This week’s blog is a hard one for me to write. I’m breaking all the rules I set for myself. First, I was going to stay away from best selling books. There are so many books worth reading that could use light beamed their way, I prefer to concentrate my efforts there. Second, as I’ve said … Continue reading Mary Trumps Them All Too Much and Never Enough
This is a story of sisters like no other. As anyone who has ever had a sister, known someone with a sister, a read a book about sisters, it is one of the most complex relationships. This book takes the relationship into unusual territory. A story of sisters like no other. This book takes the relationship into unusual territory. To give you the enticing flavor of the story, this is the novel's first line, "My father, James Witherspoon, is a bigamy." It is a fascinating story of deception, family's complicity and the girls caught in the middle.
The title and cover intrigued me in this time of staying home during the Covid pandemic. I live in an area where cases are spiking so you can see why these opening pages spoke to me: " Through long, solitary evenings, Nina gazes in boredom and voyeuristic longing at the building across the street, hoping to see not just the outrageous or the extraordinary, bu any truthful moment of the ordinary."
2020. It will be known for many things. But mainly it will be the year of BREATH. The loss of it. And how and if we will regain it.When breath just happens, when you don't have to think about it, it is miraculous. That is...when it happens naturally... when you don't need the help of a ventilator or oxygen or when you don't have someone choking off that delicious air you need to breathe by standing on your neck.But it's 2020. Death. Grief. It’s all around us in all its forms. Although we mainly associate the word with loss through death, it’s definition is more all encompassing. The dictionary definition: keen mental suffering or distress over affliction or loss; sharp sorrow; painful regret. Loss seems to be the 4 letter word of the day so this week's blog will deal with a beautifully written novel on the subject.
Whatever I felt when I was reading Samuelsson’s book has absolutely changed for me. I read it the first time with my bias against the genre fully intact. I resented him skimming over the surface of his life, leaving so many parts of his journey unexplored, his lack of introspection, the un-memoir of it all, the lack of any emotional feel. On my second read, I was so aware of my white privilege, struck by my easy passage through life, blending freely without a thought. I wore it on every page as Samuelsson went from one white inhabited kitchen in Sweden to Austria to Switzerland to France to New York. Shame on me.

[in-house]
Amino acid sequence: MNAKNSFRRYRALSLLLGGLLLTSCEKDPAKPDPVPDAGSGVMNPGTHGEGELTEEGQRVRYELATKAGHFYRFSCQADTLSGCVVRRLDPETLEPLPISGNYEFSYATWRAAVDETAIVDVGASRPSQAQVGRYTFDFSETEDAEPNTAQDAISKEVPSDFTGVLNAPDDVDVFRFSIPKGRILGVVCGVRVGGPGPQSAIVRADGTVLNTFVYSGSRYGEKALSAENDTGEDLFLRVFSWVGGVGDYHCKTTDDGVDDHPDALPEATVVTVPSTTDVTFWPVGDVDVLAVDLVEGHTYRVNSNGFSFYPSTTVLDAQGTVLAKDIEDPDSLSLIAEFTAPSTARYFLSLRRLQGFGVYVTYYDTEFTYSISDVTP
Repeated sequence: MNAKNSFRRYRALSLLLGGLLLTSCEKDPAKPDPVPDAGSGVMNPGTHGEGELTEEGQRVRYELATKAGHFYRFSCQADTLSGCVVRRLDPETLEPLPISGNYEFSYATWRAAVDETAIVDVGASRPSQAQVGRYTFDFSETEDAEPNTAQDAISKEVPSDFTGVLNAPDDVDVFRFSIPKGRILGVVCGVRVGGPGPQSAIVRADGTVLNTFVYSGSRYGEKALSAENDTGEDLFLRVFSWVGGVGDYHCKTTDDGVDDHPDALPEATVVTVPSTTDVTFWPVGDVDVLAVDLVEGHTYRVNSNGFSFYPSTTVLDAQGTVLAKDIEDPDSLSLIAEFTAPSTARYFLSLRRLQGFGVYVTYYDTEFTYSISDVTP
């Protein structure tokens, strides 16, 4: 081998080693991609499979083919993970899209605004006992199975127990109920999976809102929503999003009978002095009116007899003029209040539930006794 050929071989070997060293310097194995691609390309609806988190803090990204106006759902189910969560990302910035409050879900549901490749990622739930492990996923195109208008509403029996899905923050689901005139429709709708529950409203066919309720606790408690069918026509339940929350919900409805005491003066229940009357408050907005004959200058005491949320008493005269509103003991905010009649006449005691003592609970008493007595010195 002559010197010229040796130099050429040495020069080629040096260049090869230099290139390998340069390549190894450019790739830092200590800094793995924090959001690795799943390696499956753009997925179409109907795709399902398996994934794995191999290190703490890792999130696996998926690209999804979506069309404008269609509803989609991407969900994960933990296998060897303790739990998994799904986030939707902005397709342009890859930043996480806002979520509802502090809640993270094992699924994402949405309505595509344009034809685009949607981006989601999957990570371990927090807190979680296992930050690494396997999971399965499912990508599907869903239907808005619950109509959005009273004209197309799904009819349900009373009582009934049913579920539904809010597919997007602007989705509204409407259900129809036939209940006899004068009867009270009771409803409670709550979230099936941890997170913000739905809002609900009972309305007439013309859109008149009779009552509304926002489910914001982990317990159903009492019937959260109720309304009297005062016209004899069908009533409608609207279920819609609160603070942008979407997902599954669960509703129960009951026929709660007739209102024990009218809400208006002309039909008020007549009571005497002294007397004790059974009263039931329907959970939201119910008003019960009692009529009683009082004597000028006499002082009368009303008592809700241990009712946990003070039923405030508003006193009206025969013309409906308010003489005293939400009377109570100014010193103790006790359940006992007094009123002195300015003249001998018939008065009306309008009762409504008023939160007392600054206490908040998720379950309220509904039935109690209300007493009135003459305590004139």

Ask Again, Yes could be said to be an absorbing twist on the Romeo and Juliet story. The basic premise is there—two feuding families (with good reason) not wanting their children to see each other, let alone become romantically involved. Wound into this is the American dream story that may or may not have gone awry.
The Other Americans by Pulitzer Prize finalist, Laila Lalami, gives us a fresh look at familiar stories. What separates it from others is how the suspicious death of a Moroccan immigrant reveals the fault lines of our culture through family, love, ingrained prejudice, and the problems parents create for their children.
Have you any idea how many books are published in a year? The number is staggering! In 2019, print book sales in the US alone was 675 million. And that's just print. It doesn't include audio or digital or global sales. How do you ever choose what to read? No worries! There is a world of suggestions, opinions, and influencing.
Any writer worth her or his salt will tell you that reading is the most important part of learning how to write. Of course, if you aren't a voracious reader, why would you want to write in the first place? If you are reader or a writer or both or just like to read about books or writing or people who write or people who read, you are in the right place.